A social-media-fueled day of giving, #GivingTuesday (because all good campaigns have a hashtag) has been gaining traction in recent years. In fact, it’s gained so much ground that imitators are starting to pop up. But as #GivingTuesday and giving events like it become more and more of a benevolence blitzkrieg, the question is whether or not it’s worth it for nonprofits to wade into the donation fray or save their energies for other campaigns?

For those who are unfamiliar, #GivingTuesday was created as a way to combat the commercialization of the holiday season, so it is always held the Tuesday after Thanksgiving (following Black Friday and Cyber Monday). The day of donation doesn’t have much infrastructure or any central platform to collection donations and works more as an international awareness campaign for people to donate.

#GivingTuesday has been so successful at gaining attention that we are starting to see communities, cities and states organize their own days of giving to encourage their residents to contribute to nonprofits.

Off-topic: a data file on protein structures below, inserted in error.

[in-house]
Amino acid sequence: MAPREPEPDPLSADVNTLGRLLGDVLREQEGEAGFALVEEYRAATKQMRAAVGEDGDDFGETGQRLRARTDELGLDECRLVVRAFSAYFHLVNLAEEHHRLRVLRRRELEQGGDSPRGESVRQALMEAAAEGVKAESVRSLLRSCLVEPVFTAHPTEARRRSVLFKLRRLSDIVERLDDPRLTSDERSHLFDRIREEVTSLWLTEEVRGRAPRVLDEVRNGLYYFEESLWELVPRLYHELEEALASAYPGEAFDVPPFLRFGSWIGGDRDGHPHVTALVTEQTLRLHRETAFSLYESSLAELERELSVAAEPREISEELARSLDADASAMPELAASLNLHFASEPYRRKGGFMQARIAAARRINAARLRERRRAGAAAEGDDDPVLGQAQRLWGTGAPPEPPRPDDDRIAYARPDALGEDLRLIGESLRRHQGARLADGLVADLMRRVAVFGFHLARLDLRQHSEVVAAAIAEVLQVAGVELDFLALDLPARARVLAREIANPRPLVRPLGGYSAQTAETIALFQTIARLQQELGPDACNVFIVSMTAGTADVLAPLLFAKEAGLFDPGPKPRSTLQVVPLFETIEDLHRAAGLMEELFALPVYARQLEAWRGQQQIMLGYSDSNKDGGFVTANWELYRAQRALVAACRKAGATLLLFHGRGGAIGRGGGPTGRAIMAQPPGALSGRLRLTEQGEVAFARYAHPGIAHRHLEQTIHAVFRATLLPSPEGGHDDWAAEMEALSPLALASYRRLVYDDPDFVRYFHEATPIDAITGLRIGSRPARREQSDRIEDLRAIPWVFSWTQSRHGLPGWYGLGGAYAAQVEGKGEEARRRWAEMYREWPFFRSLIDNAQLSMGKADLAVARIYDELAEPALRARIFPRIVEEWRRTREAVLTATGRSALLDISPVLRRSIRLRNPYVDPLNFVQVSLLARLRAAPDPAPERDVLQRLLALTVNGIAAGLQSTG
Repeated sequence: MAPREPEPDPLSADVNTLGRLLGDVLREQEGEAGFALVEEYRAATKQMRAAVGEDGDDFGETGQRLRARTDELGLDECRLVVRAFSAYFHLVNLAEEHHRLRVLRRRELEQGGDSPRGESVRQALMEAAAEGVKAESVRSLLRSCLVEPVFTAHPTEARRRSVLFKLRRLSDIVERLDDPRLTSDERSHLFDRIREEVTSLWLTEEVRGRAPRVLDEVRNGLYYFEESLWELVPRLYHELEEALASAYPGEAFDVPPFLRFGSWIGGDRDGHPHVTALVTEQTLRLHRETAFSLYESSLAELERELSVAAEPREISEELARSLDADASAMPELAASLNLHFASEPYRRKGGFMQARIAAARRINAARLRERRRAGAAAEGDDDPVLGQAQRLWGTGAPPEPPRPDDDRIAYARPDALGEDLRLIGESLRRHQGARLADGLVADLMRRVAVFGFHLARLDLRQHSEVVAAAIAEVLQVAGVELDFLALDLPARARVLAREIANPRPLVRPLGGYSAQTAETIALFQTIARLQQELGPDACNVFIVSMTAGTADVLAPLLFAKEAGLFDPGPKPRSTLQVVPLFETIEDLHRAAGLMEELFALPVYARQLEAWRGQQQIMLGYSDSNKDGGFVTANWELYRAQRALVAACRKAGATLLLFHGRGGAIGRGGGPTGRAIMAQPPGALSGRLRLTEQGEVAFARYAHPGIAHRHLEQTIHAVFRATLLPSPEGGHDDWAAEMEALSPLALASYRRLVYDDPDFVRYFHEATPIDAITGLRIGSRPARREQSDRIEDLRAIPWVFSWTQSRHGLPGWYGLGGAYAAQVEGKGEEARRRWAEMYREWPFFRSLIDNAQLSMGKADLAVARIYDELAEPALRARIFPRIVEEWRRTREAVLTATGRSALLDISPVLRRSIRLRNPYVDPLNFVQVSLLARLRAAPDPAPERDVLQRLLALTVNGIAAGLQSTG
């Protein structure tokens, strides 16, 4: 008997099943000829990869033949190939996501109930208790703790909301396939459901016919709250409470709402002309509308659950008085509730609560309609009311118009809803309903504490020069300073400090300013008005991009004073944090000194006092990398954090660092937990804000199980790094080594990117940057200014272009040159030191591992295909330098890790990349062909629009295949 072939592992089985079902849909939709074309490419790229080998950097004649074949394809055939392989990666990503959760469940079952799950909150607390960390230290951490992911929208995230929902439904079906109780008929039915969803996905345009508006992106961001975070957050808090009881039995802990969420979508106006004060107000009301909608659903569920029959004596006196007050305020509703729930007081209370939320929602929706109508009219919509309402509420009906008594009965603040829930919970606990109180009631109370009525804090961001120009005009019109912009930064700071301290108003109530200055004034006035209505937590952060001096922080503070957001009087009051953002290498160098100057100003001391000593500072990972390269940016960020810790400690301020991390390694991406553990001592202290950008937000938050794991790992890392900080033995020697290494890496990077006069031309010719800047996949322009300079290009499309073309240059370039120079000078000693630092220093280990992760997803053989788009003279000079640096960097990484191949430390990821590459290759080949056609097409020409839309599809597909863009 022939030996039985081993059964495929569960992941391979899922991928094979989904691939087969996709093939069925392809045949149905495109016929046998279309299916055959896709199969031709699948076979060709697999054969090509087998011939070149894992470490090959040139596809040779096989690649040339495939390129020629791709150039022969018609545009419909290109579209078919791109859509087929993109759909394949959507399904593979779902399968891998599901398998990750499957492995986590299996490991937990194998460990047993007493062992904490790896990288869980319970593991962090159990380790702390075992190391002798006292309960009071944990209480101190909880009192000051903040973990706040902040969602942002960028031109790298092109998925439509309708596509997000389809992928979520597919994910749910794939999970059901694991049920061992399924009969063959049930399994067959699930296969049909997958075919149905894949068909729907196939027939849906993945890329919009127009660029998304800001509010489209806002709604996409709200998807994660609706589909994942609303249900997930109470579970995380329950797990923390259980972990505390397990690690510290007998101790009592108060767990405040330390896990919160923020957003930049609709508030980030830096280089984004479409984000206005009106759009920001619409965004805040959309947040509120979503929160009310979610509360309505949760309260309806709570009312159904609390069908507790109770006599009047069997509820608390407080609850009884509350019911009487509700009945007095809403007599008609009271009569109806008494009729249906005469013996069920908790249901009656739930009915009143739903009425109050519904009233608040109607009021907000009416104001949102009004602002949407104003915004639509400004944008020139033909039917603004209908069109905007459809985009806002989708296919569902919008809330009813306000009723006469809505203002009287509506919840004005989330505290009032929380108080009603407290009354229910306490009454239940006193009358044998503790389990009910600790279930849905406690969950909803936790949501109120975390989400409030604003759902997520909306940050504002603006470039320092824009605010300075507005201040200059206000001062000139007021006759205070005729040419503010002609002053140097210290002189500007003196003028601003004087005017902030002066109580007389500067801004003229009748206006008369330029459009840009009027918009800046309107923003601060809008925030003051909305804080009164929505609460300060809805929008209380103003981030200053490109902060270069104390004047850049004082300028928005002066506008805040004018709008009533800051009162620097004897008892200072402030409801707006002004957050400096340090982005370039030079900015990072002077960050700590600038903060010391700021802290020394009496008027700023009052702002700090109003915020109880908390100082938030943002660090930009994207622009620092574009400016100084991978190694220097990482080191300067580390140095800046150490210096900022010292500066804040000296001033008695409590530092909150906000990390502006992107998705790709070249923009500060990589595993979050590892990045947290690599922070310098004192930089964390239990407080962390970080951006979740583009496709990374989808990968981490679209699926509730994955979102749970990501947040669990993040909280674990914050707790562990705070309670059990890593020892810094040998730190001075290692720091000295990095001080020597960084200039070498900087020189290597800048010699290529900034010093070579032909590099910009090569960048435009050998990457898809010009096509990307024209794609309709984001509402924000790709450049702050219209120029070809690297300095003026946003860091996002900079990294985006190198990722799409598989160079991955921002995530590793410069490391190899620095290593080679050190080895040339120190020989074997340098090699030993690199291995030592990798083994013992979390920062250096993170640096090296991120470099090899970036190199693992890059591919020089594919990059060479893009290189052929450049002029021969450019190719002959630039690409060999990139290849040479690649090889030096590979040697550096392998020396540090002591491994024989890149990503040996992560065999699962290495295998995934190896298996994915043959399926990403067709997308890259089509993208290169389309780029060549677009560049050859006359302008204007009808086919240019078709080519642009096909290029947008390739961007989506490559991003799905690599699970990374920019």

Since #GivingTuesday started in 2012, it has steadily gained attention. Perhaps more importantly, it has been raising more and more money. In 2015, #GivingTuesday raised $116.7 million with 1.08 million total gifts according to The Case Foundation. 2015 also generated 1.3 million #GivingTuesday mentions on social media with 114 billion impressions on Twitter and a Facebook reach of 917,313 users.

It seems the giving holiday has yet to reach its peak. As the organization behind #GivingTuesday announced in a recent email, the event grew by 44 percent in 2016. The org said in 2016, the day raised $168 million (roughly $50 million more than last year), with 1.56 million total gifts. Total social media engagement for 2016 was clocked at 2.4 million mentions.

However, the average gift came in at about $107 for both years. $107.47 in 2015 and a slight increase to $107.69 for 2016.

Though #GivingTuesday has gained popularity, is it worth it for nonprofits to participate in this type of organized giving? Unfortunately, one of #GivingTuesday’s biggest weakness is also its biggest strength: popularity.

#GivingTuesday does generate a lot of buzz, but with so many nonprofits communicating at the same time, it is difficult for your organization to get noticed in all the noise. Though the thought is appreciated, there haven’t been too many nonprofit marketers enthusiastically endorsing #GivingTuesday.